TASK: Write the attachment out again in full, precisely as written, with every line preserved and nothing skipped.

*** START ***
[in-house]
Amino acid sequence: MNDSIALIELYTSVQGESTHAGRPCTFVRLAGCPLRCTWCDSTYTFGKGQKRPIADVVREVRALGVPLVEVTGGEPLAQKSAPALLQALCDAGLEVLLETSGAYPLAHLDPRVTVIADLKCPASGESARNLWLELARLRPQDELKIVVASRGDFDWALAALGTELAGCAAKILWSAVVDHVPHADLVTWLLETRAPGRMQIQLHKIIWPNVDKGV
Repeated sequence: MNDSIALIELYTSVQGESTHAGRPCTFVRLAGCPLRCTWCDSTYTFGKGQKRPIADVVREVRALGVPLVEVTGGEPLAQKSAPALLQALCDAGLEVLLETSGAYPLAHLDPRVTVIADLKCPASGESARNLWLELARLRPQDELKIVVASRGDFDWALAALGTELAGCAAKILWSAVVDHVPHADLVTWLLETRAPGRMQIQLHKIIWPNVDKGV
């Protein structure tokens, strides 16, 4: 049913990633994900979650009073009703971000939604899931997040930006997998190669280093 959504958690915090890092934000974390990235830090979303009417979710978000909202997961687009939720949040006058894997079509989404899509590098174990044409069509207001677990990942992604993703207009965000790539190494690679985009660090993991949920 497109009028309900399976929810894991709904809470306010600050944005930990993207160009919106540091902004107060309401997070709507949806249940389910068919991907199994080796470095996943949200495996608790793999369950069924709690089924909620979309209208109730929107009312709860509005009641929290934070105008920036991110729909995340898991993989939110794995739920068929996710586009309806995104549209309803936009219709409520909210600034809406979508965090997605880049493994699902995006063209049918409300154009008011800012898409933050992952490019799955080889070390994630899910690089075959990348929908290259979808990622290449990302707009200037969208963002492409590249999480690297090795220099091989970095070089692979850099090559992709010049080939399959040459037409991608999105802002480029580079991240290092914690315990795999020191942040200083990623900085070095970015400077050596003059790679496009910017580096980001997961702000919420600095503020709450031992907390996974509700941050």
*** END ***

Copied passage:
[in-house]
Amino acid sequence: MNDSIALIELYTSVQGESTHAGRPCTFVRLAGCPLRCTWCDSTYTFGKGQKRPIADVVREVRALGVPLVEVTGGEPLAQKSAPALLQALCDAGLEVLLETSGAYPLAHLDPRVTVIADLKCPASGESARNLWLELARLRPQDELKIVVASRGDFDWALAALGTELAGCAAKILWSAVVDHVPHADLVTWLLETRAPGRMQIQLHKIIWPNVDKGV
Repeated sequence: MNDSIALIELYTSVQGESTHAGRPCTFVRLAGCPLRCTWCDSTYTFGKGQKRPIADVVREVRALGVPLVEVTGGEPLAQKSAPALLQALCDAGLEVLLETSGAYPLAHLDPRVTVIADLKCPASGESARNLWLELARLRPQDELKIVVASRGDFDWALAALGTELAGCAAKILWSAVVDHVPHADLVTWLLETRAPGRMQIQLHKIIWPNVDKGV
């Protein structure tokens, strides 16, 4: 049913990633994900979650009073009703971000939604899931997040930006997998190669280093 959504958690915090890092934000974390990235830090979303009417979710978000909202997961687009939720949040006058894997079509989404899509590098174990044409069509207001677990990942992604993703207009965000790539190494690679985009660090993991949920 497109009028309900399976929810894991709904809470306010600050944005930990993207160009919106540091902004107060309401997070709507949806249940389910068919991907199994080796470095996943949200495996608790793999369950069924709690089924909620979309209208109730929107009312709860509005009641929290934070105008920036991110729909995340898991993989939110794995739920068929996710586009309806995104549209309803936009219709409520909210600034809406979508965090997605880049493994699902995006063209049918409300154009008011800012898409933050992952490019799955080889070390994630899910690089075959990348929908290259979808990622290449990302707009200037969208963002492409590249999480690297090795220099091989970095070089692979850099090559992709010049080939399959040459037409991608999105802002480029580079991240290092914690315990795999020191942040200083990623900085070095970015400077050596003059790679496009910017580096980001997961702000919420600095503020709450031992907390996974509700941050």